How to enable Registry Editor, when it gets disabled

While checking the registry on my machine because of the issues I had with Task Manager, described in this post, I noticed that I was unable to start Registry Editor.

When trying to run regedit, I would get a message saying

“Registry editing has been disabled by your administrator”

Regedit Disabled
Disabled Registry Editor

Enable Registry Editor (regedit) in Local Group Policy with gpedit.msc

This can be changed by editing Local Group Policy with gpedit.msc.

Click Win+R keys to open Run dialog interface, and issue gpedit.msc command to open Local Group Policy Editor.

Navigate to:

User Configuration > Administrative Templates > System > Prevent access to registry editing tools.

Enable regedit in Group Policy
Enable Registry Editor in Group Policy

This should by default be set to Not Configured, which should not prevent you from starting Registry Editor.

It was set on Not Configured on my machine already, so I set it to Disabled, and this enabled back Registry Editor for me.

Interestingly, after returning the setting back to Not Configured, Registry Editor did not get disabled again.

This seems to have got disabled during installation of some drivers, and even do Local Group Policy was set on Not Configured, it seem some registry values were set to disable registry editing tools from running, and switching back between Enabled, and Not Configured seems to have return them to default values.

Alternate possible methods of enabling regedit.

Alternate method 1:

Click Start -> Run. Type this command in Run box and press Ok.

REG add HKCU\Software\Microsoft\Windows\CurrentVersion\Policies\System /v DisableRegistryTools /t REG_DWORD /d 0

A prompt should come up with this question:

Value DisableRegistryTools exists, overwrite (Y/N)?

Type yes and hit Enter.

After that, also type this command in the run box and hit enter.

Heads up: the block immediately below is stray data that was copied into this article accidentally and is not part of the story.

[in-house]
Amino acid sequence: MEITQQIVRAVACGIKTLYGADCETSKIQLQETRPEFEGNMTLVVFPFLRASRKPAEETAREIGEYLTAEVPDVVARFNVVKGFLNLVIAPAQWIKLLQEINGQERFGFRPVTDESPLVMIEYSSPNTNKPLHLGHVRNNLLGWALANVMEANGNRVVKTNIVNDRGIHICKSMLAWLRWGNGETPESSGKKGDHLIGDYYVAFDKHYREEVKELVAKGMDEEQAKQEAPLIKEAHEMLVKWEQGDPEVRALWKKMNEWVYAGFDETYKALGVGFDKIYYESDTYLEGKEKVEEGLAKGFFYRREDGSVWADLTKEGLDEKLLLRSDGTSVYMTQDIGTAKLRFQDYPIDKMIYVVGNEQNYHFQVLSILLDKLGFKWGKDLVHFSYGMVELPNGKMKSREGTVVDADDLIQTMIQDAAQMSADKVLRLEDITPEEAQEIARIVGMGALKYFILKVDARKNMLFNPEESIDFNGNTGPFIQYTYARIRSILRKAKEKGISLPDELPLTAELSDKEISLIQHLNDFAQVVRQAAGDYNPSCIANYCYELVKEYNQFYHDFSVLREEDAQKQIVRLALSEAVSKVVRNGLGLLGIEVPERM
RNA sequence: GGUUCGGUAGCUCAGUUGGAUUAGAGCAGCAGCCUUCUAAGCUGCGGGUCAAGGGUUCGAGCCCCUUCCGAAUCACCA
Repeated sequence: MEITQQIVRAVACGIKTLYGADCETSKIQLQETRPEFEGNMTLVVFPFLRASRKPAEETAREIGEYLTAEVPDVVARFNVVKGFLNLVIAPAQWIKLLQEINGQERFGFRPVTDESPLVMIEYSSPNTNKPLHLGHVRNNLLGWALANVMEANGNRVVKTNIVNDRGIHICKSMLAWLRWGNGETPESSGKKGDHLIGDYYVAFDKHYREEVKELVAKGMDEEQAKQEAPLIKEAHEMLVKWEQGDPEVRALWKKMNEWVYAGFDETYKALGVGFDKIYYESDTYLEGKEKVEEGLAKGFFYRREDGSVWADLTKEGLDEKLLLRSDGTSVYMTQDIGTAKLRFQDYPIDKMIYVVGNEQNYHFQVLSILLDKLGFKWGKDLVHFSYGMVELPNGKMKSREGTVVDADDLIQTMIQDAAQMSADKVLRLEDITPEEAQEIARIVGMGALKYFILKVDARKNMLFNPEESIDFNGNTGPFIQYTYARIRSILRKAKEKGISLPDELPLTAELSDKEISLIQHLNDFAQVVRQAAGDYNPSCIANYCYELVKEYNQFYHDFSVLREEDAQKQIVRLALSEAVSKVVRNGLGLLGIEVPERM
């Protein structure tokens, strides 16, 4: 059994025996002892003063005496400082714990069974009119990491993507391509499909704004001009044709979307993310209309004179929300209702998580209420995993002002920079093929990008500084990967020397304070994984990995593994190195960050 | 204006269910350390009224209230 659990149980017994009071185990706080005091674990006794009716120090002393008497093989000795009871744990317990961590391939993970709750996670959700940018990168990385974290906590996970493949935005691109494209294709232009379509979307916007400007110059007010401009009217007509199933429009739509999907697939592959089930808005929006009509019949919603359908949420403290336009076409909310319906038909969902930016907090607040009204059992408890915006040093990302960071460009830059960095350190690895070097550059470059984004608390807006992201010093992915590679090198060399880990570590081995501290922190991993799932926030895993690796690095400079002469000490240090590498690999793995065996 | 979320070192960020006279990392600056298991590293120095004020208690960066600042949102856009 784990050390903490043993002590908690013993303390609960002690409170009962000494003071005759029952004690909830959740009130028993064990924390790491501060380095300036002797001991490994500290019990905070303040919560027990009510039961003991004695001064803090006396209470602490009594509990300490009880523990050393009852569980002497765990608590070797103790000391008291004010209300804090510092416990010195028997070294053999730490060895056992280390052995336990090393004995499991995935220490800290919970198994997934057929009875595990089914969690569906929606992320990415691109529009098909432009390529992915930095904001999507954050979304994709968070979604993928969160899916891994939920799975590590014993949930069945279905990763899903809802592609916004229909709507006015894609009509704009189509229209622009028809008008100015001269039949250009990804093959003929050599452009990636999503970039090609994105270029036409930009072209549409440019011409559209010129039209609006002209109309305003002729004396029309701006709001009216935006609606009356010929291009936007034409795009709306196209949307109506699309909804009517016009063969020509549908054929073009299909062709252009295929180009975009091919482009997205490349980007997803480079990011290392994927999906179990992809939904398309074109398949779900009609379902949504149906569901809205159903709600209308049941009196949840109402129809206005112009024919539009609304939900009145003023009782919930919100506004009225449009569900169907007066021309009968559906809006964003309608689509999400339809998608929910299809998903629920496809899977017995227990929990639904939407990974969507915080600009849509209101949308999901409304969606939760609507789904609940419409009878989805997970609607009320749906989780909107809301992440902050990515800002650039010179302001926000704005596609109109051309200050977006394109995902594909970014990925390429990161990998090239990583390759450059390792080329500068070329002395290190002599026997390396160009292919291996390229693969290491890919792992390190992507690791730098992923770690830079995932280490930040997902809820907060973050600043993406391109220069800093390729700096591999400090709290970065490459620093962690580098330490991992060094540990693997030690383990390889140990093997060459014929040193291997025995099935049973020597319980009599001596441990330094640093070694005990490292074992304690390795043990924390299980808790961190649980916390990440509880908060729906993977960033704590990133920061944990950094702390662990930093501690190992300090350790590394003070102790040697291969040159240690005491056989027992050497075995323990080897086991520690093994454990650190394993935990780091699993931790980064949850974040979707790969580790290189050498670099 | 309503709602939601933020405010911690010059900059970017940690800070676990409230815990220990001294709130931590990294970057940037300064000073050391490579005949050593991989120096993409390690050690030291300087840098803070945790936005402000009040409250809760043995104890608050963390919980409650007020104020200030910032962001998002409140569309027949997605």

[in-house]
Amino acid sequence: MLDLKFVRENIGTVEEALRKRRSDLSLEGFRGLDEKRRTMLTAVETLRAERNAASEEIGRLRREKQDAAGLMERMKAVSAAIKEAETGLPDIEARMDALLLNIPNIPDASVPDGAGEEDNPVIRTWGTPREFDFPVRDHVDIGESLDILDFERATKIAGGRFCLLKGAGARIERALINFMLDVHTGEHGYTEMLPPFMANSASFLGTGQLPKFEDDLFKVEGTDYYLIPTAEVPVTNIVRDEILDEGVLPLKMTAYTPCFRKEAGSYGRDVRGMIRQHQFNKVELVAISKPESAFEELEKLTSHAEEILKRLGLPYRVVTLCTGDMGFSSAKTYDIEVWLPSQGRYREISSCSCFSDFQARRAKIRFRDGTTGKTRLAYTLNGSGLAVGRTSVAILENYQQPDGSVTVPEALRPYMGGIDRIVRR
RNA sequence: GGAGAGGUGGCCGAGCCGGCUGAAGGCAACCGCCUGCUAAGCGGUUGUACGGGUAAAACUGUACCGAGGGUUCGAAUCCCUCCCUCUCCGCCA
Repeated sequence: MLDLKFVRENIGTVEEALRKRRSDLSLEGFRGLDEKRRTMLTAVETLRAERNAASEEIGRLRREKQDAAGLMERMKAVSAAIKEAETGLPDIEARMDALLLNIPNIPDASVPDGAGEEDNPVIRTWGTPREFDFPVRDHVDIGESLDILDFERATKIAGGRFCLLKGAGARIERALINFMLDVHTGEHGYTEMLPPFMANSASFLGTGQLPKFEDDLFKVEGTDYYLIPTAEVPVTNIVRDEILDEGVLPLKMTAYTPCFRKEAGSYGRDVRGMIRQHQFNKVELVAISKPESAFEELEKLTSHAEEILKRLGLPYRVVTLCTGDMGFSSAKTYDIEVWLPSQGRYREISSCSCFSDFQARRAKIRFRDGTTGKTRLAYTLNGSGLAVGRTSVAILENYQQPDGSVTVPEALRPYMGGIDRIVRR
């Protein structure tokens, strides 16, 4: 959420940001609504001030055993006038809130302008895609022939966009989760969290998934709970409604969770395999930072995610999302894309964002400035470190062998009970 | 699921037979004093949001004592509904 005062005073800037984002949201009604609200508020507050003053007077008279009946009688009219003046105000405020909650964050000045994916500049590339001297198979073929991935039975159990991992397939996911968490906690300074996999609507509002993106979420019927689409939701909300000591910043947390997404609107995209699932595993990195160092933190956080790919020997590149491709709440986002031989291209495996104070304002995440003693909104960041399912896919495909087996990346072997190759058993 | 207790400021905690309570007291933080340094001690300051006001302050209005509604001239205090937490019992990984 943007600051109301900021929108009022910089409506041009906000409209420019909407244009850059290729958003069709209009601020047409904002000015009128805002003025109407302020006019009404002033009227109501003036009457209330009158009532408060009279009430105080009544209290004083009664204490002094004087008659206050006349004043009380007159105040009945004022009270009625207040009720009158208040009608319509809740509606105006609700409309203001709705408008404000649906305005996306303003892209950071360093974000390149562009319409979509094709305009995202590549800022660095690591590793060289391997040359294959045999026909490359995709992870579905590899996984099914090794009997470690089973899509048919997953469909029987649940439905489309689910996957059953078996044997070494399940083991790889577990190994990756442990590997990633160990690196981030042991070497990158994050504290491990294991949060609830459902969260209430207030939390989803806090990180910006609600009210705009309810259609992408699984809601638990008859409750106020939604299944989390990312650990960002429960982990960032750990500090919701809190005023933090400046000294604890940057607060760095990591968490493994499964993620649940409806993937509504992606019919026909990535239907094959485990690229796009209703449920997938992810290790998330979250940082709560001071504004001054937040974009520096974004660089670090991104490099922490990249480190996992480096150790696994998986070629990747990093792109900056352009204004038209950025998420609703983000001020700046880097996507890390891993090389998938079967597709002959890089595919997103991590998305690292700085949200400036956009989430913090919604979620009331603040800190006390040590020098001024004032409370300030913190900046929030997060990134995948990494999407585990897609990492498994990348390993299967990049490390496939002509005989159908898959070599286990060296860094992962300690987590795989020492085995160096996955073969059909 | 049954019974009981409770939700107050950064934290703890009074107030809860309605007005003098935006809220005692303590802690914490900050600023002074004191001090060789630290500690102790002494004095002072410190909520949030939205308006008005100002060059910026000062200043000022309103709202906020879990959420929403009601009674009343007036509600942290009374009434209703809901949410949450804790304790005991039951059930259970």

REG add HKLM\Software\Microsoft\Windows\CurrentVersion\Policies\System /v DisableRegistryTools /t REG_DWORD /d 0

Then a prompt should come up with this question:

Value DisableRegistryTools exists, overwrite (Y/N)?

Type yes and hit Enter.

Alternate method 2:

STEP1. Disable as much as you can from your startup. Remove programs from your startup folder and such, so as not to lag down the boot process.

STEP2.Create a new shortcut on your desktop, point it to “C:\Windows\regedit.exe”

STEP3.Log off, then log back on.

STEP4.As soon as you see your desktop, double-click on the shortcut. The system does not check for policies until a few seconds after it booted up. If you click on the icon fast enough, it should let you get in.

After you close it though, it will not open unless you redo step 3 and 4.

Alternate method 3:

Get into the registry editor by making a vbs script in notepad:

Open Notepad and copy this script into it. And save it as regtool.vbs on your desktop.

VBS SCRIPT(select everything and copy into notepad and save as regtool.vbs):

Option Explicit 
'Declare variables 
Dim WSHShell, rr, rr2, MyBox, val, val2, ttl, toggle 
Dim jobfunc, itemtype 
On Error Resume Next 
Set WSHShell = WScript.CreateObject("WScript.Shell") 
val = "HKCU\Software\Microsoft\Windows\CurrentVersion\Policies\System\DisableRegistryTools" 
val2 = "HKLM\Software\Microsoft\Windows\CurrentVersion\Policies\System\DisableRegistryTools" 
itemtype = "REG_DWORD" 
jobfunc = "Registry Editing Tools are now " 
ttl = "Result" 
'reads the registry key value. 
rr = WSHShell.RegRead (val) 
rr2 = WSHShell.RegRead (val2) 
If (rr=1 or rr2=1) Then toggle=0 
If toggle = 1 Then 
WSHShell.RegWrite val, 1, itemtype 
WSHShell.RegWrite val2, 1, itemtype 
Mybox = MsgBox(jobfunc & "disabled.", 4096, ttl) 
WSHShell.RegDelete val 
WSHShell.RegDelete val2 
Mybox = MsgBox(jobfunc & "enabled.", 4096, ttl) 
End If

Open regtool.vbs ,and you should be able to access Registry Editor then.